Author Identifier

Stuart Guppy

Guy Gregory Haff

Document Type

Journal Article

Publication Title

Sports Biomechanics


Taylor & Francis


School of Medical and Health Sciences / Centre for Exercise and Sports Science Research




Australian Government


This is an Accepted Manuscript of an article published by Taylor & Francis in SPORTS BIOMECHANICS on 22/09/2021, available online:

Guppy, S. N., Brady, C. J., Kotani, Y., Connolly, S., Comfort, P., Lake, J. P., & Haff, G. G. (2021). A comparison of manual and automatic force-onset identification methodologies and their effect on force-time characteristics in the isometric midthigh pull. Sports Biomechanics. Advance online publication.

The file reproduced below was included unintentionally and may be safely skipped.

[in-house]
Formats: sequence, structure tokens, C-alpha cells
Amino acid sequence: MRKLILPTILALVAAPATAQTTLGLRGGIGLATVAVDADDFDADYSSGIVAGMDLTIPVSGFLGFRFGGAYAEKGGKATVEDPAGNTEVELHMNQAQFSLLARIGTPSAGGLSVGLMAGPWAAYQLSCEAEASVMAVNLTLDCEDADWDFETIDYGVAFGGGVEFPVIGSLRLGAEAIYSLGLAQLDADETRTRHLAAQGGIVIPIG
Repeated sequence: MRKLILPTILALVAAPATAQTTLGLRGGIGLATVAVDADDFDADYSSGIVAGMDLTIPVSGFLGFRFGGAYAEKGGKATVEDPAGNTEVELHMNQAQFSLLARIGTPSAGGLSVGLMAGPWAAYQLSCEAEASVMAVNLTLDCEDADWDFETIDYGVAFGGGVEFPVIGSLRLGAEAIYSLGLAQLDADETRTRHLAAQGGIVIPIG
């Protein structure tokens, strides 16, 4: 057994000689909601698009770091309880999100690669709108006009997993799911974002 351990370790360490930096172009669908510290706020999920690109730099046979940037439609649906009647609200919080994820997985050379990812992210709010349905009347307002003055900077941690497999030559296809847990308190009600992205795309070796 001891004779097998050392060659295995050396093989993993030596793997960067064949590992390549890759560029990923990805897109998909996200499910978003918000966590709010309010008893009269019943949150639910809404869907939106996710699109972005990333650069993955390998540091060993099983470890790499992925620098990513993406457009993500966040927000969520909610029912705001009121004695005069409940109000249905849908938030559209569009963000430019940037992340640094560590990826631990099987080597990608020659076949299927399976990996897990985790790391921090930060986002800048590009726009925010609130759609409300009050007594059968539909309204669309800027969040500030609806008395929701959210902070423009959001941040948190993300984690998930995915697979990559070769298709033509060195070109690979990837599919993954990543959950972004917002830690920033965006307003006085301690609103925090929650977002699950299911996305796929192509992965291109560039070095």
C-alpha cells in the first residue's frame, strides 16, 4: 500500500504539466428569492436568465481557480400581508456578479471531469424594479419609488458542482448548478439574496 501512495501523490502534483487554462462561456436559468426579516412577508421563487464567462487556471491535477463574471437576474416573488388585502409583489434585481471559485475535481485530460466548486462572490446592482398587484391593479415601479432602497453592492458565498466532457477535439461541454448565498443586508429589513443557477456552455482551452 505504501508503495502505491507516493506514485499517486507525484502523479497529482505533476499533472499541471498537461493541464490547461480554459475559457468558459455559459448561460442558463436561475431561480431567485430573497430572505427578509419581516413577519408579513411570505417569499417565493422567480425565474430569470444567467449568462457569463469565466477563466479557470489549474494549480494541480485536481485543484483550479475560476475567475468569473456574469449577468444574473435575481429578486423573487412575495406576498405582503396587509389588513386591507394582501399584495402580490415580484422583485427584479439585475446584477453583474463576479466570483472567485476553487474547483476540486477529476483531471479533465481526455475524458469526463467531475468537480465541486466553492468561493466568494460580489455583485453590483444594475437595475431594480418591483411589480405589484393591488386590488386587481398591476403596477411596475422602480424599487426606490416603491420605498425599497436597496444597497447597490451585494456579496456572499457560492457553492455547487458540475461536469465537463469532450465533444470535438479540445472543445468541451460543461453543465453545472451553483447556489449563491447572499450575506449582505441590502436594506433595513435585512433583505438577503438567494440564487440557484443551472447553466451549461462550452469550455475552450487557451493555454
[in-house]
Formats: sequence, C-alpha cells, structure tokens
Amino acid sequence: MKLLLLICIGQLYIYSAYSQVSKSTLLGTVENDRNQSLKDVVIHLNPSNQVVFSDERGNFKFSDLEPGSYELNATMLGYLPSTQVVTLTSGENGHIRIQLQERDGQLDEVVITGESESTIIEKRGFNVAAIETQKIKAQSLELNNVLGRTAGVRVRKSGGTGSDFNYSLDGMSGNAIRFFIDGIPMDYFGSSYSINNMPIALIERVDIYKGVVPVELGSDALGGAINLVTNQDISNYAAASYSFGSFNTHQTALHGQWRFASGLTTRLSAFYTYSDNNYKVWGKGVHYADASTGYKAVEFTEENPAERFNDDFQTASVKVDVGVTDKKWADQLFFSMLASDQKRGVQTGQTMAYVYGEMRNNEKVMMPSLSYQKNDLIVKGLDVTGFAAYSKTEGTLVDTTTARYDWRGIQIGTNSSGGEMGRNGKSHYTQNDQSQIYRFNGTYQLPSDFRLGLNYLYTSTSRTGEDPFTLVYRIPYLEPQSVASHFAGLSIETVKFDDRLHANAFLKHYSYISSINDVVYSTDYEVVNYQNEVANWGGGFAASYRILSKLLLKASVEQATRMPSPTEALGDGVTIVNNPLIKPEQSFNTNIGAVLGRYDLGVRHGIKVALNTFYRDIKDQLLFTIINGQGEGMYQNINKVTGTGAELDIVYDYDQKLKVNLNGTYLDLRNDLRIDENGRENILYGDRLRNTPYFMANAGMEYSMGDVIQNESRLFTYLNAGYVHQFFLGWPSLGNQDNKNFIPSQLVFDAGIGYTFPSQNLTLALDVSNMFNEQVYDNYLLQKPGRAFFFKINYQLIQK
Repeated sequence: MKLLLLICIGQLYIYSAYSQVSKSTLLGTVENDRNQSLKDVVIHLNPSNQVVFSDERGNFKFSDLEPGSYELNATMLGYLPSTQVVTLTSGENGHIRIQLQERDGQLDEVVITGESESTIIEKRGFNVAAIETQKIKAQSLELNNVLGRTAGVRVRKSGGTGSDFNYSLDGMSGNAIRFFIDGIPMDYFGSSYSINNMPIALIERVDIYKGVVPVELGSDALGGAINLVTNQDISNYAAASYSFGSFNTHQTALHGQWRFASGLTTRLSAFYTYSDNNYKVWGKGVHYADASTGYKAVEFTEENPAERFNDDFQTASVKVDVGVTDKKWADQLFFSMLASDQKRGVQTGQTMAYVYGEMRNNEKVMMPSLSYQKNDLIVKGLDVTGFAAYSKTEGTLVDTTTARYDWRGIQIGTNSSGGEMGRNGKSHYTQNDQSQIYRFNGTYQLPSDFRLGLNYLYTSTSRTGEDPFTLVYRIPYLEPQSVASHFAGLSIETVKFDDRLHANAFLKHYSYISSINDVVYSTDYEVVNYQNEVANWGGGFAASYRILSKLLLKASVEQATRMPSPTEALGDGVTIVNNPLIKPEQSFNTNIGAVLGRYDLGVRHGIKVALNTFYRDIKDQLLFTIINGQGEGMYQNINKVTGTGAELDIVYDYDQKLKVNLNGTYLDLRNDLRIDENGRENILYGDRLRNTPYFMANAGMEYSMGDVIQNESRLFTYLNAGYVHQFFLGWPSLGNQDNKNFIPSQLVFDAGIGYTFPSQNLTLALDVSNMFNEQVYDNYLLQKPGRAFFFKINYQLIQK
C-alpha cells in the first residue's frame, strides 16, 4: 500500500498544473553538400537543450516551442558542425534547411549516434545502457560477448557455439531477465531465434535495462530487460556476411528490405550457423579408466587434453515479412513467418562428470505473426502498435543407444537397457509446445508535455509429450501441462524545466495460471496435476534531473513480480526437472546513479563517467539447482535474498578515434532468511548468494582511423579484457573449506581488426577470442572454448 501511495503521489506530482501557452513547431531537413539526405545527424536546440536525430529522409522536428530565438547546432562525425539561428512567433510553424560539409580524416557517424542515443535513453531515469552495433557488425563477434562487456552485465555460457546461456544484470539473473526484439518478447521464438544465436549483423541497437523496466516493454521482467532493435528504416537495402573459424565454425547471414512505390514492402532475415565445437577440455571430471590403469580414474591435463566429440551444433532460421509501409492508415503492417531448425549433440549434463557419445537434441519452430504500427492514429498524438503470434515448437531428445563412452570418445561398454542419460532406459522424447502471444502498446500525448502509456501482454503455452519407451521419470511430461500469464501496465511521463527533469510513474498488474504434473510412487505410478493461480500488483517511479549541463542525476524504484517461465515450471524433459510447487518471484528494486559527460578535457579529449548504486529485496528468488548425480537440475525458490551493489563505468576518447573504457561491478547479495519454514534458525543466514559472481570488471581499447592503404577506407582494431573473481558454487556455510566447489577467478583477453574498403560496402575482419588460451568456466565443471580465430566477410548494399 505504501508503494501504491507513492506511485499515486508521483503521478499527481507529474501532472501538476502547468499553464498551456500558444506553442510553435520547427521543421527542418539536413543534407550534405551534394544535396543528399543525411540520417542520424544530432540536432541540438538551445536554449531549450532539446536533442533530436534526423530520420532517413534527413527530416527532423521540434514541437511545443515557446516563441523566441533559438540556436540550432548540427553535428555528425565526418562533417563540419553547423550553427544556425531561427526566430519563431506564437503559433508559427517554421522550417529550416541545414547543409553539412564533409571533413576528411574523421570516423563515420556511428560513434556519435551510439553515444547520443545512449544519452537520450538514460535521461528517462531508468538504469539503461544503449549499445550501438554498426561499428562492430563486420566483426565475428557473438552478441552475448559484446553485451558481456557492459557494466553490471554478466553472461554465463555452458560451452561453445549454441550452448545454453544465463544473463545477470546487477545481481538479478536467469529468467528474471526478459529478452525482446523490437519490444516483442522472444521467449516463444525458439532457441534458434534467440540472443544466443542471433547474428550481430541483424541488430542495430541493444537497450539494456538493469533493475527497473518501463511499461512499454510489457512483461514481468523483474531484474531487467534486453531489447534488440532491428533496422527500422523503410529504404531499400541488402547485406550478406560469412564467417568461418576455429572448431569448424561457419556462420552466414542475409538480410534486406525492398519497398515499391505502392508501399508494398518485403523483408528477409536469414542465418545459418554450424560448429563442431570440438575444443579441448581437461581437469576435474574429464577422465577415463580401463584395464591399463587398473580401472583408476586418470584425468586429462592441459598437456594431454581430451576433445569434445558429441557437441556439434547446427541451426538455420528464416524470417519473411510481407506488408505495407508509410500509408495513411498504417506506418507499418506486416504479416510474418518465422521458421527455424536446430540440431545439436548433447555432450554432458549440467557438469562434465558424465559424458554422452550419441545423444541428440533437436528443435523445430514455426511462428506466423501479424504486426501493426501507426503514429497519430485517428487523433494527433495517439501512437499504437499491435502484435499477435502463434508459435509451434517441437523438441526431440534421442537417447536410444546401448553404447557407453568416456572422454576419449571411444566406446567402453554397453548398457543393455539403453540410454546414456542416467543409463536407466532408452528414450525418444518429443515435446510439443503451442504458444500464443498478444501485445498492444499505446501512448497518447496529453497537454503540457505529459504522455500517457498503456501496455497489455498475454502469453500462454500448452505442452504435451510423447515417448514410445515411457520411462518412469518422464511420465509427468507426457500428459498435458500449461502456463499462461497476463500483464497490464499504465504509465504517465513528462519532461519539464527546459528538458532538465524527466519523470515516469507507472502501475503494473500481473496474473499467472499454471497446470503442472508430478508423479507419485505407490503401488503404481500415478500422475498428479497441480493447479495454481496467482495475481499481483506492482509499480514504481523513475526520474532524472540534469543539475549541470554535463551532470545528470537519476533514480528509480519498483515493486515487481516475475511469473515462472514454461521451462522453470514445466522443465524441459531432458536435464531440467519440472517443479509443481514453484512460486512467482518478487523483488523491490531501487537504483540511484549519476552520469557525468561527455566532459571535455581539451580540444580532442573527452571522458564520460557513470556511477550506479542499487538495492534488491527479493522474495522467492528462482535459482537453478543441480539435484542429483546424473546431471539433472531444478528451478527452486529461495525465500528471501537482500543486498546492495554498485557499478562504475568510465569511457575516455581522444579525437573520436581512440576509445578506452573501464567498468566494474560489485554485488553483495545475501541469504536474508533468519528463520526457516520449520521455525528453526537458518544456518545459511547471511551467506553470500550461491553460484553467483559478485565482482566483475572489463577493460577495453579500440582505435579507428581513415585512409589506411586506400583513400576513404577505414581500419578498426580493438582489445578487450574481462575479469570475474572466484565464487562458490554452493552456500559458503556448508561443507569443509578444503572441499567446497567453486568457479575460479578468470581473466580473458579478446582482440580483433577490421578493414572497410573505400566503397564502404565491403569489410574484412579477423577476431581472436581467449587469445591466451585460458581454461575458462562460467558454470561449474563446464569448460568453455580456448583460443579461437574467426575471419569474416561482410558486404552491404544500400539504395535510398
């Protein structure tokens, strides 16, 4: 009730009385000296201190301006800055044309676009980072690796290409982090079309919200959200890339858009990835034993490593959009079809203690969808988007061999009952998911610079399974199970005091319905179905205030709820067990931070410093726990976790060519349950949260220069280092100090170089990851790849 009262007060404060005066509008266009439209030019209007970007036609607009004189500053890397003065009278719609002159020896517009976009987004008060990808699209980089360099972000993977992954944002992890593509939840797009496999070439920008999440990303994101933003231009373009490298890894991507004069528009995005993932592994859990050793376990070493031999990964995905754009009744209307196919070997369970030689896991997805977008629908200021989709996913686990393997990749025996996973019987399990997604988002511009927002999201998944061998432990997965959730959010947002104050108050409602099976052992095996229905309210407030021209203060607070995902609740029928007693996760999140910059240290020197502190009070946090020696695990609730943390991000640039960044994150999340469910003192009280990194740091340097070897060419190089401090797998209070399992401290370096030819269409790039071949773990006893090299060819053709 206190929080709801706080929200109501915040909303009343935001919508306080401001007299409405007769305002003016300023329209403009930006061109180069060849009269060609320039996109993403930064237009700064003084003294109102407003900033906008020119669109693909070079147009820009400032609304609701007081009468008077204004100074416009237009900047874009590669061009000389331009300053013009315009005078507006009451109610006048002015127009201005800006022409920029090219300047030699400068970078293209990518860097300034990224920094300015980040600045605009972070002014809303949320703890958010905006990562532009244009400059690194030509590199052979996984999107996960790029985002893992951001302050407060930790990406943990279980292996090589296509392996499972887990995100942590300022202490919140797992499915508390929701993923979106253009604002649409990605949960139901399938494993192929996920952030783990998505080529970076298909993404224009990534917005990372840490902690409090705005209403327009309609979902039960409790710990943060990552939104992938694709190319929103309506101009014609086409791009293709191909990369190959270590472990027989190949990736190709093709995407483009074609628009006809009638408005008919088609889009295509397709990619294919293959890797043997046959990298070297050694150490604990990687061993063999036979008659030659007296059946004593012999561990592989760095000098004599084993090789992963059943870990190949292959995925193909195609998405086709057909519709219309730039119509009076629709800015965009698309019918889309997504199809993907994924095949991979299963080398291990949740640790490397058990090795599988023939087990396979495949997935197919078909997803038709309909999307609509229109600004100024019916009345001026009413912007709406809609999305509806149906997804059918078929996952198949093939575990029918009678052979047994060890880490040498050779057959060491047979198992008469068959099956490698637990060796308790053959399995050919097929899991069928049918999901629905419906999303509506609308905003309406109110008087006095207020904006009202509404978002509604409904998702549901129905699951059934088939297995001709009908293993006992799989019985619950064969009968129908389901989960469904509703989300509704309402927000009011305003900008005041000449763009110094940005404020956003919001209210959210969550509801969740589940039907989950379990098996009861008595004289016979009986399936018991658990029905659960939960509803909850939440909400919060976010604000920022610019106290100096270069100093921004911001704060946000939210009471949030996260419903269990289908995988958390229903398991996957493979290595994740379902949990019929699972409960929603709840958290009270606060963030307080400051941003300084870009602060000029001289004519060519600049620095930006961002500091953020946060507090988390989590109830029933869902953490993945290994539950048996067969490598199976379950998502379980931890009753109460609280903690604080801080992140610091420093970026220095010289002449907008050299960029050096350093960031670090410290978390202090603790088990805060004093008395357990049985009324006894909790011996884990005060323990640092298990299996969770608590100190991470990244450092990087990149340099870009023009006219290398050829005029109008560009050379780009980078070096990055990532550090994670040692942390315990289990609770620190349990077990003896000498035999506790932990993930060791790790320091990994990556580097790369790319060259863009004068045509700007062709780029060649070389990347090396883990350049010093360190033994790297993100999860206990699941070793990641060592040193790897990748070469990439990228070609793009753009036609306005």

The aim of this study was to assess the agreement of three different automated methods of identifying force-onset (40 N, 5 SDs, and 3 SDs) with manual identification, during the isometric mid-thigh pull (IMTP). Fourteen resistance-trained participants with > 6 months experience training with the power clean volunteered to take part. After three familiarisation sessions, the participants performed five maximal IMTPs separated by 1 min of rest. Fixed bias was found between 40 N and manual identification for time at force-onset. No proportional bias was present between manual identification and any automated threshold. Fixed bias between manual identification and automated was present for force at onset and F150. Proportional but not fixed bias was found for F50 between manual identification and all automated thresholds. Small to moderate differences (Hedges g = −0.487- −0.692) were found for F90 between all automated thresholds and manual identification, while trivial to small differences (Hedges g = −0.122—−0.279) were found between methods for F200 and F250. Based on these results, strength and conditioning practitioners should not use a 40 N, 5 SDs, or 3 SDs threshold interchangeably with manual identification of force-onset when analysing IMTP force–time curve data.